Jennifer Hacker, Founder of Toast Meets Jam, On Giving Up Her “Dream Job” For Her Dream Career

By Crystal Tate

Jennifer Hacker is the founder of Toast Meets Jam, a site that is focused on supporting women entrepreneurs, but the self-made female entrepreneur herself took a few years to discover her true calling in life. When Hacker first launched Toast Meets Jam, she was in her first job out of college.

“I was working as a brand manager for Proctor and Gamble on their salon hair care products,” said Hacker. “Everything on paper sounded like it was the dream job. I was moving to Los Angeles. This was an amazing company. I was one of only two undergrads getting hired that year for this role. Everyone else was coming from MBA programs out of Ivy League schools so everything on paper sounded like this is the best opportunity. You couldn't pass up this kind of role, but I knew going in that it wasn't what I wanted to do with my life. I had never wanted to go into a big company. I didn't want to be climbing the corporate ladder. I always wanted to do something more entrepreneurial but at that time, I didn't have any women or really anybody in my life who had taken an alternative career path and everyone that I was surrounded by had gone through a very traditional process of going to college, getting their degrees, starting their career and climbing the ladder,” Hacker explained.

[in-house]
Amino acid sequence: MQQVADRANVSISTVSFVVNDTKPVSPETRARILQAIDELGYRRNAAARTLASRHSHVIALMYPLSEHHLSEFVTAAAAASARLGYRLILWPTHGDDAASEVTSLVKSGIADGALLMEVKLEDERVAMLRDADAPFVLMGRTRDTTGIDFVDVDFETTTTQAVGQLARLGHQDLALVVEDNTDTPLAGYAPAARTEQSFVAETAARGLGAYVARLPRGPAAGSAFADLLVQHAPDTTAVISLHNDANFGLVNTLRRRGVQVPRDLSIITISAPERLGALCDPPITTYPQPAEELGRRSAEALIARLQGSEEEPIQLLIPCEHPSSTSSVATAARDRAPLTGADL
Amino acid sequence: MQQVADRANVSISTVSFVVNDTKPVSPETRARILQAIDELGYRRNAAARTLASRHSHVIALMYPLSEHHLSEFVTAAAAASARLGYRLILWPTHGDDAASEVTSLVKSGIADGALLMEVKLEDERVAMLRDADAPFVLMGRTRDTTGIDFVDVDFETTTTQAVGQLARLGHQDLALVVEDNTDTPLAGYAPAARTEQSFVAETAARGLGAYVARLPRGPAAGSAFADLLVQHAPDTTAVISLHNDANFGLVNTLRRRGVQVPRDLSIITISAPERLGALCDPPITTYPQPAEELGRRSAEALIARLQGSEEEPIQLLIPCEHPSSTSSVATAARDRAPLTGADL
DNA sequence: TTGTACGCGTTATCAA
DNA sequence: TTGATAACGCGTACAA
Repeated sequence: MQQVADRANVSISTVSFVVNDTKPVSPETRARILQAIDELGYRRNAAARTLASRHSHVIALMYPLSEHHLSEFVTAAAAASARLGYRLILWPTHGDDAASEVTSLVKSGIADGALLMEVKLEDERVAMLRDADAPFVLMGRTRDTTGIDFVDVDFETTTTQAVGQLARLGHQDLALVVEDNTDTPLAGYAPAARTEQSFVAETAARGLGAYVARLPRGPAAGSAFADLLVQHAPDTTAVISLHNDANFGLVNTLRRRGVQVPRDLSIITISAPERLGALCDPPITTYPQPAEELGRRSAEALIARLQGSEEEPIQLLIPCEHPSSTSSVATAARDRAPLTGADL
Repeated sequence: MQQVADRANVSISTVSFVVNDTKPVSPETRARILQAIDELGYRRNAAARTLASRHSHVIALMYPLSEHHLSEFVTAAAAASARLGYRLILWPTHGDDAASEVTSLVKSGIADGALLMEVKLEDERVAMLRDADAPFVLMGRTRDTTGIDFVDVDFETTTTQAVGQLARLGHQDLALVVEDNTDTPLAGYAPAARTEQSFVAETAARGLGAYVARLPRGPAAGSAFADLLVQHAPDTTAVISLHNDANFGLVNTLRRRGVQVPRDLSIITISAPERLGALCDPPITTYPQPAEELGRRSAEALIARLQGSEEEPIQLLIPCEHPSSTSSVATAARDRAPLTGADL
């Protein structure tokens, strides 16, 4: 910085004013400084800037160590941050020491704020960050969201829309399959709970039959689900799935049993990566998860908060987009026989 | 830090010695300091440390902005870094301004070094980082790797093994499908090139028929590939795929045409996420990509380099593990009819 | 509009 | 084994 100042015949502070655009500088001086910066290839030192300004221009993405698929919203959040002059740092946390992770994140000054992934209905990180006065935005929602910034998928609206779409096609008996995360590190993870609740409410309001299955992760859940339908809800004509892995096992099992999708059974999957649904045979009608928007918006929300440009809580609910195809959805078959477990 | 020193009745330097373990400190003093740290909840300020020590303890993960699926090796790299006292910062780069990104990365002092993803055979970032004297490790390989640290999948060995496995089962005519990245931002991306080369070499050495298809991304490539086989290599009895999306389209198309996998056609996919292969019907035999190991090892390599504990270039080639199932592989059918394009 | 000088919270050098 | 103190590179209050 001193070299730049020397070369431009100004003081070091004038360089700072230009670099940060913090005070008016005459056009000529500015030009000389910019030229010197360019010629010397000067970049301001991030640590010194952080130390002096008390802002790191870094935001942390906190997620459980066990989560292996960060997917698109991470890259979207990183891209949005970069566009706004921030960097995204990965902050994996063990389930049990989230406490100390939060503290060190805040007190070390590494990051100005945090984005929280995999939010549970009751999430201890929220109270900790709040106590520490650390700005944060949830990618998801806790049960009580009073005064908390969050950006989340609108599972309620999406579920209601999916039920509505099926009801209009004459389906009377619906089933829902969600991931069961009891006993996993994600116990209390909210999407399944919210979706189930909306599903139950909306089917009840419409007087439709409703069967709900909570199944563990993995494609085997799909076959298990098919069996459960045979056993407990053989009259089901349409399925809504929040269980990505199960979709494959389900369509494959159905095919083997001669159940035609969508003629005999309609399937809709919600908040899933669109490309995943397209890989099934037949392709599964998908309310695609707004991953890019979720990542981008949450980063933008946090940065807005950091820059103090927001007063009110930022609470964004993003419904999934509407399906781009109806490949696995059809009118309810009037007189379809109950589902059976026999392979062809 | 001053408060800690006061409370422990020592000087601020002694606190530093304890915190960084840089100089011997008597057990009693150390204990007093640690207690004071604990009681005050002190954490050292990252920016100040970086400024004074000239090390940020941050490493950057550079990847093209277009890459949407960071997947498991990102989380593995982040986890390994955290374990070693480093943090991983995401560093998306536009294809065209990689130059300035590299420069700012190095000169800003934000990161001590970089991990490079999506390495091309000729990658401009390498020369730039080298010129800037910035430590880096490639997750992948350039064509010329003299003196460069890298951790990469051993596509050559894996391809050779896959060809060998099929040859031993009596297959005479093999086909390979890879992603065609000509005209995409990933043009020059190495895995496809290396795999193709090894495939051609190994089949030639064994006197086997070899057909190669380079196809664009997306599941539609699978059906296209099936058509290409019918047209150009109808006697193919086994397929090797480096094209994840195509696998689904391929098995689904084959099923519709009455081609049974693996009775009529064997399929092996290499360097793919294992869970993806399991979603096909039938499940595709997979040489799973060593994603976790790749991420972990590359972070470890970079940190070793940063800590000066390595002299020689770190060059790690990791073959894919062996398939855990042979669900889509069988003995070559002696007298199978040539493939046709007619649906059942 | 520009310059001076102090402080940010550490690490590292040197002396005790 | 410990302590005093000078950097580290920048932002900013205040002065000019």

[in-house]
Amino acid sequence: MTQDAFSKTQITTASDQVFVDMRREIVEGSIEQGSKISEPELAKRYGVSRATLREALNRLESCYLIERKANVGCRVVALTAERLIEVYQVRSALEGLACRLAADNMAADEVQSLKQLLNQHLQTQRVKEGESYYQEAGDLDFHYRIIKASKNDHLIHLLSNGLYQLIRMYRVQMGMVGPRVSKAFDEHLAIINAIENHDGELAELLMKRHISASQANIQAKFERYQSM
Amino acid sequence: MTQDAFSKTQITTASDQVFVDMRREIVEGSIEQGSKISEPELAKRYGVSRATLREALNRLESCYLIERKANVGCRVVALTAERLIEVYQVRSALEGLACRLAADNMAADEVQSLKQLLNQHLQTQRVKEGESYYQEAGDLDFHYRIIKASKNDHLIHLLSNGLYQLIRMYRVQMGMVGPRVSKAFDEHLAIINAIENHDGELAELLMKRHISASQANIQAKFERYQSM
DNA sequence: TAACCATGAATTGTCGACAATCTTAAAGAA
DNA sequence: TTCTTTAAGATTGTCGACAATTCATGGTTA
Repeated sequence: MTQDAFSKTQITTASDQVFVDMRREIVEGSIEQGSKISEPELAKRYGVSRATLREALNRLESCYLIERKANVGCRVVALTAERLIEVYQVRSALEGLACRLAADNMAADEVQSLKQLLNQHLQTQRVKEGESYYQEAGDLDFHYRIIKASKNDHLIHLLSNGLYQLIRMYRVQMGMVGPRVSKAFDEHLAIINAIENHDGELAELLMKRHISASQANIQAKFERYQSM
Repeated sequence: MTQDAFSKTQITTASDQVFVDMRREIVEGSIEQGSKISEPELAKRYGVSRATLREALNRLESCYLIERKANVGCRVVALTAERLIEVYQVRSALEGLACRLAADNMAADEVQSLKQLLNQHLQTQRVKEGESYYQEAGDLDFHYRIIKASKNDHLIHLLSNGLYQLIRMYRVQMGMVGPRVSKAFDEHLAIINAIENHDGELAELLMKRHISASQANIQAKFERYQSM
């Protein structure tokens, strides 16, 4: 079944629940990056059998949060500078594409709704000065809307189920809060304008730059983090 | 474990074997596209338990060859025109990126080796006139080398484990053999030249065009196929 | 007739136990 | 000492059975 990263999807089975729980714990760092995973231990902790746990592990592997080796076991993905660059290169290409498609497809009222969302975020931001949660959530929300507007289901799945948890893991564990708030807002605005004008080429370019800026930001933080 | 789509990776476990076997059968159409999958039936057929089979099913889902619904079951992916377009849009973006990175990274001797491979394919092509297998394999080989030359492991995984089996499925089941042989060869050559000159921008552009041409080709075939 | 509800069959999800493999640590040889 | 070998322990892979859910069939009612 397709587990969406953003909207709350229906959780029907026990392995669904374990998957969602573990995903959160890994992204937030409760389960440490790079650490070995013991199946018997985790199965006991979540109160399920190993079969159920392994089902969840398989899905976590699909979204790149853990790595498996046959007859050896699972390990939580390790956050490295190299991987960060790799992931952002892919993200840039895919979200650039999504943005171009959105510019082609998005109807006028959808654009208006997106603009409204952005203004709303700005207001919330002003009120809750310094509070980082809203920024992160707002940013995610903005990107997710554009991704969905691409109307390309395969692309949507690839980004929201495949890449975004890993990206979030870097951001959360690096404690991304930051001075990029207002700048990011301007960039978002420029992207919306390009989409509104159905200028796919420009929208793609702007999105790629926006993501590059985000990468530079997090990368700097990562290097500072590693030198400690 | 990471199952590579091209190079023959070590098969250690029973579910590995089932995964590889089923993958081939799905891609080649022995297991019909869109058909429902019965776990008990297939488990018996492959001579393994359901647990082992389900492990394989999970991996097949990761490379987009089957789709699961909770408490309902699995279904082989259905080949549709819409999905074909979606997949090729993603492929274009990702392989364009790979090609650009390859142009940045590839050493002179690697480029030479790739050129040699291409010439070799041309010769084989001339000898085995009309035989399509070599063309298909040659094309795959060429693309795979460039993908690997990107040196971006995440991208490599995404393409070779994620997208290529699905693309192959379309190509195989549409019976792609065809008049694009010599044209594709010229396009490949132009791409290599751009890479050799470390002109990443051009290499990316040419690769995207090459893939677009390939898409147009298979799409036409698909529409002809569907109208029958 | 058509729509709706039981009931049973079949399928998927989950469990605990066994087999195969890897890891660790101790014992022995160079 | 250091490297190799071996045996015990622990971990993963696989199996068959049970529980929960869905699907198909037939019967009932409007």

Toast Meets Jam, which relaunched at the beginning of May, was actually spun from a blog that Hacker and her friend started out of frustration with their jobs at the time. “I took the job and very quickly, it realized itself to being exactly what I feared which was just something that I was dreading, “ said Hacker. “So with a friend who was feeling very similar to me, we decided to start a blog as a creative outlet to do something we really enjoyed because it wasn't our work.” After a year and a half, they both felt inspired to leave their day jobs. “My friend who I was blogging with quit her job and went back to school to switch careers. I felt inspired enough to quit my job and really work on blogging.”